That having under consideration the principal matters involve in the discharge of their duty, they have been forced to arrive at the following conclusions:

1st. That the people of Missouri not having sufficiently slacked their thirst for blood and plunder, are now disposed to pursue us with a repetition of the scenes of brutality which marked their whole course of conduct towards us during our unhappy residence among them.

2nd. That, notwithstanding they have already robbed us of our homes, murdered our families, stolen and carried away our property; and their exertions to complete the measure of their infamy as a State, have caused unoffending thousands to be banished from the State, without even the form of a trial, or the slightest evidence of crime.

They are now sending their gangs of murderousbanditti, and thieving brigands, to wreak further vengeance and satisfy their insatiable cupidity in the State of Illinois, and that too, before we have even had time to erect shelters for our families.

3d. That for the purpose of giving a semblance of justification to their most unhallowed conduct

The people of Missouri have again commenced concealing goods within the limits of our settlements, as they before have done in the State of Missouri, in order to raise a charge of stealing against our citizens and under this guise they have within a few days kidnapped and carried away several honest and worthy citizens of this county.

4th. Under these circumstances, the first duty and the only redress which seems to offer itself to our consideration, is an appeal to the Executive of the State of Illinois, for redress and protection from further injuries with a confident assurance that he, unlike the Governor of State of Missouri, will extend the Executive arm to protect unoffending citizens from lawless outrage.

Therefore -- Resolved, firstly, that we view with no ordinary feelings the approaching danger as a necessary consequence, following the lawless and outrageous conduct of the citizens of Missouri, in setting at defiance the laws of this as well as of all other States in this Union, by forcing from their homes, and from the State, civil citizens of Illinois, and taking them into the state of Missouri, without any legal process whatever, and there inflicting upon them base cruelties in order to extort false confessions from them, to give a coloring to their (the Missourians) iniquities and screen themselves from the just indignation of an incensed community.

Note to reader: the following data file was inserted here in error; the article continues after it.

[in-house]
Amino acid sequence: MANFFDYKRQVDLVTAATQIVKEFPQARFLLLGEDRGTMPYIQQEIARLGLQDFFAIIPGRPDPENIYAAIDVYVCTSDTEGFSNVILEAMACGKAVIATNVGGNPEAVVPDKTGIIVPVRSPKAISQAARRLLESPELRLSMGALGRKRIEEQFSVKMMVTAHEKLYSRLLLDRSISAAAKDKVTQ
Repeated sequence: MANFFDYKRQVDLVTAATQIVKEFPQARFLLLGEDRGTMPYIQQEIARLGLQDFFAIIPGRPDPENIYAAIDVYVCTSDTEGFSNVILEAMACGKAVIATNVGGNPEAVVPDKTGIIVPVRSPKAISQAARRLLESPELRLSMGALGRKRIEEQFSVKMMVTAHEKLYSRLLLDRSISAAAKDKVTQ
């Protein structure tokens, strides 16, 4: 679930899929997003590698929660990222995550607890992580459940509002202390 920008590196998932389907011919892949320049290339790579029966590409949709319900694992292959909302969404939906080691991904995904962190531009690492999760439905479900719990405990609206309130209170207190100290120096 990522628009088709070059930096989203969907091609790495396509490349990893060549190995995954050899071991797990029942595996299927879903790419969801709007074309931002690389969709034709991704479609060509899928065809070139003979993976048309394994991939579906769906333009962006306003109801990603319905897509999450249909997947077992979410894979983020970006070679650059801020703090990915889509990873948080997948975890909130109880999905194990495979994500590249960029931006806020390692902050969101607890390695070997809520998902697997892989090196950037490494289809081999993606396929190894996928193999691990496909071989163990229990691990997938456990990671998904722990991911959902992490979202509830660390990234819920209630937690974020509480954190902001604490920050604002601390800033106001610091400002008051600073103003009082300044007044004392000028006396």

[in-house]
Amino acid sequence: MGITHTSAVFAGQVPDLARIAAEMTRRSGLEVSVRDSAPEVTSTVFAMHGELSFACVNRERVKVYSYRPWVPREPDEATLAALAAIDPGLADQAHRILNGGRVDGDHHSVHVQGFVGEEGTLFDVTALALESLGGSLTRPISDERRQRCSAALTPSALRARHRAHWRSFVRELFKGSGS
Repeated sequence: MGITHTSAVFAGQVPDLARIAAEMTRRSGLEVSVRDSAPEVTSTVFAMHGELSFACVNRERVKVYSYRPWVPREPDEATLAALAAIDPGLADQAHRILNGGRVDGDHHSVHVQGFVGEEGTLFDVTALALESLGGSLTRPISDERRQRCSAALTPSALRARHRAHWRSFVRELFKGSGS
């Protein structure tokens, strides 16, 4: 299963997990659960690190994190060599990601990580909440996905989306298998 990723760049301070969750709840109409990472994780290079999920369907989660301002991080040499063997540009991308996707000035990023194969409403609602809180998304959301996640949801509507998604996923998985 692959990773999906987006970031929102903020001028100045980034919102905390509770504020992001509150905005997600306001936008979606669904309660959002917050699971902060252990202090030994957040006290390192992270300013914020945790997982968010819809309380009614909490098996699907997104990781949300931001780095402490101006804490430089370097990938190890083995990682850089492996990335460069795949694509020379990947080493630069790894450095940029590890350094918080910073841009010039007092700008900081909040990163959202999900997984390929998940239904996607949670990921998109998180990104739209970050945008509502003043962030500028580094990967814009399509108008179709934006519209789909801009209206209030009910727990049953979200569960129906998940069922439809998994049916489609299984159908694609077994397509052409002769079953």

Resolved 2d. That while we deeply deplore the cause which has brought us together on this occasion, we cannot refrain from expressing our most unqualified disapprobation at the infringement of the laws of this state, as set forth in the above preamble, and strongest indignation at the manner in which the people of Missouri treated those, whom they had thus inhumanly taken from among us.

Resolved 3d, That inasmuch as we are conscious of our honest and upright intentions and are at all times ready and willing to submit to the requirements of the law, We claim of the citizens and authorities of this State, protection from such unjust and, before unheard of oppressions.

Resolved 4th, That the forcible abduction of our citizens by those of Missouri, is a violation of the laws, regulating the federal compact, subversive to the rights of freemen, and contrary to our free institutions, and republican principles.

Resolved, 5th, That the cruelties practiced upon our citizens since their abduction, is disgraceful to humanity, the height of injustice and oppression, and would disgrace the annals of the most barbarous nations, in either ancient or modern times, and can only find its parallel in the Auto da Fa of the inquisition in Spain.

Resolved, 6th, That such unconstitutional and unhallowed proceedings on the part of the citizens of Missouri, ought to arouse every patriot to exertions and diligence to put a stop to such procedure, and use all constitutional means to bring the offenders to justice.

Resolved, 7th, That we memorialize the Executive of this State upon the gross outrage which has been committed on our citizens, and pledge ourselves to aid him in such measures as may be considered necessary, to restore our citizens to freedom, and have satisfaction for the wrongs we have suffered.

Resolved, 8th, That the above be published in the Quincy Whig, Quincy Argus, Western World, Burlington Gazette, and Hawkeye and Patriot.
               ELIAS HIGBEE, Chairman,
       R. B. THOMPSON, Sec'ry.